On June 28th 1915 a huge demonstration was made by our Brigade against the Turks. Our object being to keep enemy reinforcements from going to Cape Hellas where our people were attacking.
We left our trenches about noon and then the fun began. The Turks opened a furious fire: guns, machine guns and rifles and we caught it pretty rough on account of having no cover. We Signalers had the worst time carrying dispatches across open country under a terrible fire. It’s a wonder we were not all killed. My old friend Blackwell was riddled with bullets. I shot three Turks whilst taking a spell in a shell hole.
About 1600 word came that the attack was successful and that our object was achieved. We then retired on our lines absolutely exhausted and bleeding from dozens of cuts caused by the undergrowth and barbed wire. The day was frightfully hot and we had very little water. I started out with full equipment and finished up almost naked.
Our casualties were about 120 which was surprisingly small. One man was taken prisoner and we had to leave many dead behind. We were given great praise for our work. A few others and myself got special mention.
J. A. Graham
FOOTNOTE: The “Blackwell” mentioned above is Private John Milton Roy Blackwell. His war records (some published below) can be found in the National Archive of Australia:
There is a vast difference between the Australian and the Turk as a fighter.
The Turk never shows himself unless necessary. He takes no unnecessary risks, whilst the Australian is careless and continually exposing himself. The Turks play a great game through this campaign and much can be said of his sportsman like qualities.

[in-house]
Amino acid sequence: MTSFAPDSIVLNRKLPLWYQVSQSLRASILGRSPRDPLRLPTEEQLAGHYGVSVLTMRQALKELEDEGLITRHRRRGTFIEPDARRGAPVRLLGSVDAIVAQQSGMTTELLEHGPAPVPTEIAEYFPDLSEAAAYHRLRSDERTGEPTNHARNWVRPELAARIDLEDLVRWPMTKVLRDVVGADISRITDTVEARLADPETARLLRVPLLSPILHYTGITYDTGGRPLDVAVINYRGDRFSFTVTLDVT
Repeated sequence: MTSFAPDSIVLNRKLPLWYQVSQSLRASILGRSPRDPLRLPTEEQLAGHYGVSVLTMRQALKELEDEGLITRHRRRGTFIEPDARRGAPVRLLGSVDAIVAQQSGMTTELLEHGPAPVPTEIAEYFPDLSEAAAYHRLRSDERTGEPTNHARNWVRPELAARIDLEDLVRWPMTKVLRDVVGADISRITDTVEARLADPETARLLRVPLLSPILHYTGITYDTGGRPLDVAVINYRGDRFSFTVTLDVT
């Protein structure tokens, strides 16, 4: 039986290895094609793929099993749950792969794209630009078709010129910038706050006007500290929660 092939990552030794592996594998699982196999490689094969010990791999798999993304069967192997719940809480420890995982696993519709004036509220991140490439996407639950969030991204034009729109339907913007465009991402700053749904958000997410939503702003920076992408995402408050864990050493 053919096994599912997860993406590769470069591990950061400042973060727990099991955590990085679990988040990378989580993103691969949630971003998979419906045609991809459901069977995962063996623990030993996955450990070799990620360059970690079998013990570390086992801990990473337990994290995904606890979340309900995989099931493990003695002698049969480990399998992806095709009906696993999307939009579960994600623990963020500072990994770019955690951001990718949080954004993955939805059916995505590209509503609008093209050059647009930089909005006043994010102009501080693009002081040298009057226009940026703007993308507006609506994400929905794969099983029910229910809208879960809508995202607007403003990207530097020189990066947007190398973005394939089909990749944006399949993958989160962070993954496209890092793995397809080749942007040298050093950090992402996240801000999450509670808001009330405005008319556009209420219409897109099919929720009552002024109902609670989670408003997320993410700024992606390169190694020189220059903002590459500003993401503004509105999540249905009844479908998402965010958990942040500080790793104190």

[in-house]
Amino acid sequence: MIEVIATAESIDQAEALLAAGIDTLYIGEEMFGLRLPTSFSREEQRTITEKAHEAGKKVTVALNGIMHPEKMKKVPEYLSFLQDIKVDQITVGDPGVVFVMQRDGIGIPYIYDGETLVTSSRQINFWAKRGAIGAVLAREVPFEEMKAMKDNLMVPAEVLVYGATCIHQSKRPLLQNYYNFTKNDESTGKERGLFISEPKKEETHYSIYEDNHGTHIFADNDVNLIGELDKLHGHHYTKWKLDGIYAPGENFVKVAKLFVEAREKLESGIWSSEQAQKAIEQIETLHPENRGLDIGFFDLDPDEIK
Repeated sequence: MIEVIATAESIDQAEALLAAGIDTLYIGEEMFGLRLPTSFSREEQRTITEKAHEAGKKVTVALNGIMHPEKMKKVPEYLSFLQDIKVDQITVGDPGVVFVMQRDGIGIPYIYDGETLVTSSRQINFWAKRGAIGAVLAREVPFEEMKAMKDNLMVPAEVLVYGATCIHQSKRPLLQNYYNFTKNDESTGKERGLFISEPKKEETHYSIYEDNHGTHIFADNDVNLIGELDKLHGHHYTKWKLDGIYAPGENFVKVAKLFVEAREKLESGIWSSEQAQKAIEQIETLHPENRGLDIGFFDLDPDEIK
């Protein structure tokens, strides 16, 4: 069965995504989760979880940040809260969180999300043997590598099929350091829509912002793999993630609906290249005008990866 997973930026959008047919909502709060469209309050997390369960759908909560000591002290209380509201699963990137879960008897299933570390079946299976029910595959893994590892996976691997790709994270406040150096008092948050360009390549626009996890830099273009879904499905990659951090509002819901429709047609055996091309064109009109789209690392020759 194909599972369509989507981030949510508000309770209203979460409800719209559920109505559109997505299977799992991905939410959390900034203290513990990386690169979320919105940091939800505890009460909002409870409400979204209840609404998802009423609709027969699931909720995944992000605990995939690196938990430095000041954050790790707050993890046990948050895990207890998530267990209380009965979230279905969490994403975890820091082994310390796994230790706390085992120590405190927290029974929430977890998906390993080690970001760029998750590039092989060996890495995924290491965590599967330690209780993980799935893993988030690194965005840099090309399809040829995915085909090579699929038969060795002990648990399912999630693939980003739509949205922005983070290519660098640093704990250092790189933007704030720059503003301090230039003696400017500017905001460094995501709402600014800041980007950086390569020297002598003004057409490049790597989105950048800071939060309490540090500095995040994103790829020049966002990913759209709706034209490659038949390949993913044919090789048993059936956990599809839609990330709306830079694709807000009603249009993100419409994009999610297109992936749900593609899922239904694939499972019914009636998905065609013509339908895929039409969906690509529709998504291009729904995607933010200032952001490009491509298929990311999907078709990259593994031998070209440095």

When the Majestic was sunk (25 May), boats of all descriptions went to her assistance and they offered a beautiful target for the Turkish gunners, but they never fired a shot. They let the work of rescue go on in peace. There are other instances too numerous to mention.
J. A. Graham
With regard to the fighting, there were some awful blunders made.
The 9th Battalion patrol reported the discovery of a deserted enemy trench, so Lieut Jack Hanly (one of the very best) and 13 men were told off to go out and if the above trench was not occupied, they were to go on until they found the Turks.
Just fancy, sending 14 men out against the enemy’s first line trenches. It was murder pure and simple.
Lt Hanly said he would never return and neither he did. They found the Turks in the supposed deserted trench and it’s a wonder any got back alive.
J. A. Graham
AT SEA. 1914-12-10. GROUP PORTRAIT OF OFFICERS OF THE 5TH AUSTRALIAN LIGHT HORSE REGIMENT (5ALH) ABOARD SS PERSIC EN ROUTE TO EGYPT. LEFT TO RIGHT: BACK ROWS: CAPTAIN (CAPT) EDWARD STEWART JAMES, CAPT HENRY KING IRVING, CHAPLAIN FRANCIS DE MOAG TUBMANN, CAPT RICHARD STEWART BILLINGTON, CAPT JOSEPH ESPIE DODS, MAJOR (MAJ) WILLIAM CHATHAM, CAPT THOMAS JOSEPH BRUNDRIT (KIA ANZAC 1915-10), LIEUTENANT COLONEL (LT COL) DONALD CHARLES CAMERON, MAJ WILLIAM LECKEY FERGUSON WRIGHT, CAPT GEORGE PETER DONOVAN, LIEUTENANT (LT) THOMAS BESWICK FARGHER, CAPT HERBERT FRANCIS MCLAUGHLIN, CAPT AUGUSTUS MAXWELL RYAN, LT JOHN MATTHEW HANLY (KIA ANZAC 1915-06), CAPT MALCOLM STUART KENNEDY; SECOND ROW: CAPT PAUL DEGGE ROBINSON, LT COL LACHLAN CHISHOLM WILSON, LT COL HUBERT JENNINGS IMRIE HARRIS, MAJ EDMUND EDWARD RIGHETTI, CAPT EUSTACE ROYSTON BAUM PIKE; FRONT ROW: CAPT JOHN GEORGE DONALD MCNEILL, MAJ ROBERT HAROLD NIMMO. (ORIGINAL PRINT IN AWM ARCHIVE STORE) (DONOR JOHN OXLEY LIBRARY) Source: https://www.awm.gov.au/collection/P01541.001/
On 10 December 2013, Lt John Matthew Hanly was honoured when his story was read out as part of the Last Post Ceremony, which is presented in the Commemorative Area of the Australian War Memorial each day.
The ceremony commemorates more than 102,000 Australians who have given their lives in war and other operations and whose names are recorded on the Roll of Honour. At each ceremony the story behind one of the names on the Roll of Honour is told.
Hosted by Troy Clayton, the story for 10 December 2013 was on Lieutenant John Matthew Hanly, 5th Light Horse Regiment, First World War.
The Address is read by Commander Joseph Kempton. (LINKS BELOW)
Jack Graham, ANZAC soldier, kept a diary from 1914-1918. Here it is, blogged 100 years later to the day....